I give you some info on Tegretol.....

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Posted by Riccardo ( on April 11, 2000 at 02:10:18:

In Reply to: Good luck with Tegretol posted by Kristine on April 10, 2000 at 22:27:28:

hope you can use these (be cautious mainly with kidneys)
Ciao and PFNAD

From the Drug checker:

Do not stop taking your medication even if you feel better. It is important to continue taking carbamazepine to prevent your seizures from recurring.
Carbamazepine may decrease the effectiveness of birth control pills. Use a second method of birth control while taking carbamazepine to ensure that you are protected from unwanted pregnancy.
What is carbamazepine?
Carbamazepine is a drug that affects your nerves and brain. It works by decreasing impulses in nerves that cause seizures and pain.
Carbamazepine is used to treat seizures and nerve pain such as trigeminal neuralgia and diabetic neuropathy. Carbamazepine is not used for minor aches and pains. Trigeminal neuralgia is a special pain disorder and must be diagnosed by a physician.
Carbamazepine may also be used for purposes other than those listed in this medication guide.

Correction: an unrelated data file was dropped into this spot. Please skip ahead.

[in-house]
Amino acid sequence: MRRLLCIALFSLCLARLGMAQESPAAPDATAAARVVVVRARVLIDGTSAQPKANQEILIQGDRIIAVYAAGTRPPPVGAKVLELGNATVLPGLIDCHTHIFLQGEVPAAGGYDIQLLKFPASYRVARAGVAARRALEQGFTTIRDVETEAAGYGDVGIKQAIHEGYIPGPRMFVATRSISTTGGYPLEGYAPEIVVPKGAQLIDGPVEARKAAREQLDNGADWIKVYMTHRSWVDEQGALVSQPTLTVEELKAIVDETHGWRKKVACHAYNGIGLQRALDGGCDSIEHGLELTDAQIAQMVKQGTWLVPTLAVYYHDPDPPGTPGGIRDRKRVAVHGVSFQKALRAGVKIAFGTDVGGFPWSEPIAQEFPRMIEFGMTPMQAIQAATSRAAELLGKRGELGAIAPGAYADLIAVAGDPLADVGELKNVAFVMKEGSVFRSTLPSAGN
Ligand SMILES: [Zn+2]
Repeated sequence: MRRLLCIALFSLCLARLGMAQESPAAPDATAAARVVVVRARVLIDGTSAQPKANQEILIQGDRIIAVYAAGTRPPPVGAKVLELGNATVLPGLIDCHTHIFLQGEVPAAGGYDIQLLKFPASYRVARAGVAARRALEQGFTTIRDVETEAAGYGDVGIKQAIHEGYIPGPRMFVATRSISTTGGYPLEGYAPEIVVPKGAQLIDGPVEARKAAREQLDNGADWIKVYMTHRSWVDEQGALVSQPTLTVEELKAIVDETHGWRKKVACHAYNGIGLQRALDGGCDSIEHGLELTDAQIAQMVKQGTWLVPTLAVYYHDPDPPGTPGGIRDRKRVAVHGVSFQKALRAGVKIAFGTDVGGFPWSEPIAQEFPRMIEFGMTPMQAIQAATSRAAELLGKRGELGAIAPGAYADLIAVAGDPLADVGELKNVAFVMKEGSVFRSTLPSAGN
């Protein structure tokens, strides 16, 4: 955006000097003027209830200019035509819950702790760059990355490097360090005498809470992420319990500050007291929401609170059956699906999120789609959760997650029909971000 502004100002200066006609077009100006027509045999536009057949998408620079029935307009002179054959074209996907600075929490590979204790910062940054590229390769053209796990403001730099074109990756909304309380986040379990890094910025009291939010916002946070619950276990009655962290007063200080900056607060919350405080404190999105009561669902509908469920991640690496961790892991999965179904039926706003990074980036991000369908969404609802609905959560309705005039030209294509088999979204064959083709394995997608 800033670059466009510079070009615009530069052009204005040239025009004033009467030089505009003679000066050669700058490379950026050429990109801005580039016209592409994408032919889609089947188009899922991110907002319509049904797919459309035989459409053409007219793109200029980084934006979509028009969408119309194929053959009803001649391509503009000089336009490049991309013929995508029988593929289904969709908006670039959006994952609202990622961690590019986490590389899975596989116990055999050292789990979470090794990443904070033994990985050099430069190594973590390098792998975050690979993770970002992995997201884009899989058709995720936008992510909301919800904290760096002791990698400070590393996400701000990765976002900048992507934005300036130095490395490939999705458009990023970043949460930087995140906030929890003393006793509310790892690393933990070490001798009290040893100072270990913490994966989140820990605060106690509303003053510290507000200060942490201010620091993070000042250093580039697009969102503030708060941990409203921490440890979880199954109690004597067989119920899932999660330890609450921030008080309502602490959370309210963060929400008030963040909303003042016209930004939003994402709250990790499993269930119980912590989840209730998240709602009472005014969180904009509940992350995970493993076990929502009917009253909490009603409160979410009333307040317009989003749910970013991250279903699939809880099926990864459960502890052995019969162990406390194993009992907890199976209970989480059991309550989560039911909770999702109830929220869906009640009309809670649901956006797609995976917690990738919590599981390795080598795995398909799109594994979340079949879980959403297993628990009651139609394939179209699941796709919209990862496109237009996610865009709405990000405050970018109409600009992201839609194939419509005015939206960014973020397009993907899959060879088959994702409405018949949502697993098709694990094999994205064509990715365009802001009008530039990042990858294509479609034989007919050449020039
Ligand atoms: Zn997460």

Who should not take carbamazepine?
Do not take carbamazepine without first talking to your doctor if you
have ever had an allergic reaction to a tricyclic antidepressant such as amitriptyline (Elavil), clomipramine (Anafranil), doxepin (Sinequan), desipramine (Norpramin), amoxapine (Ascendin), imipramine (Tofranil), or nortriptyline (Pamelor);
have taken a monoamine oxidase inhibitor (MAOI) such as isocarboxazid (Marplan), tranylcypromine (Parnate), or phenelzine (Nardil) within the past 14 days; or
have a bone marrow disease or suppressed bone marrow.
Carbamazepine may be dangerous if you have any of the conditions listed above.
Before taking this medication, tell your doctor if you have
kidney disease,
liver disease, or
heart disease.
You may not be able to take carbamazepine, or you may require a lower dose or special monitoring during treatment if you have any of the conditions listed above.
Carbamazepine is in the FDA category C. This means that it is not known whether carbamazepine will harm an unborn baby. Do not take this medication without first talking to your doctor if you are pregnant.
Carbamazepine passes into breast milk and may harm a nursing infant. Do not take this medication without first talking to your doctor if you are breast-feeding a baby.

How should I take carbamazepine?
Take carbamazepine exactly as directed by your doctor. If you do not understand these instructions, ask your pharmacist, nurse, or doctor to explain them to you.
Take each dose with a full glass of water.
Carbamazepine can be taken with or without food.
Do not crush, break, or chew any extended-release (XR) formulations of carbamazepine. Swallow them whole. They are specially formulated to release slowly in your stomach.